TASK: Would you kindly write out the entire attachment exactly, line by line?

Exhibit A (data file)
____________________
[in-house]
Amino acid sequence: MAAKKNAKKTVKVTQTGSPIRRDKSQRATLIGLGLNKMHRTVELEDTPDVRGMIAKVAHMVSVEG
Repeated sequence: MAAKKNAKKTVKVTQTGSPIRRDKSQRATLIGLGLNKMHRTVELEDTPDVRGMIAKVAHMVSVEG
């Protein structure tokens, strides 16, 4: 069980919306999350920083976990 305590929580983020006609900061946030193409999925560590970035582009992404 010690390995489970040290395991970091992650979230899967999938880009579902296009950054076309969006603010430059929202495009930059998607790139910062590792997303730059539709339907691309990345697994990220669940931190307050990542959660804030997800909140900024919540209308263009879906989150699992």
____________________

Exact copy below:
[in-house]
Amino acid sequence: MAAKKNAKKTVKVTQTGSPIRRDKSQRATLIGLGLNKMHRTVELEDTPDVRGMIAKVAHMVSVEG
Repeated sequence: MAAKKNAKKTVKVTQTGSPIRRDKSQRATLIGLGLNKMHRTVELEDTPDVRGMIAKVAHMVSVEG
């Protein structure tokens, strides 16, 4: 069980919306999350920083976990 305590929580983020006609900061946030193409999925560590970035582009992404 010690390995489970040290395991970091992650979230899967999938880009579902296009950054076309969006603010430059929202495009930059998607790139910062590792997303730059539709339907691309990345697994990220669940931190307050990542959660804030997800909140900024919540209308263009879906989150699992």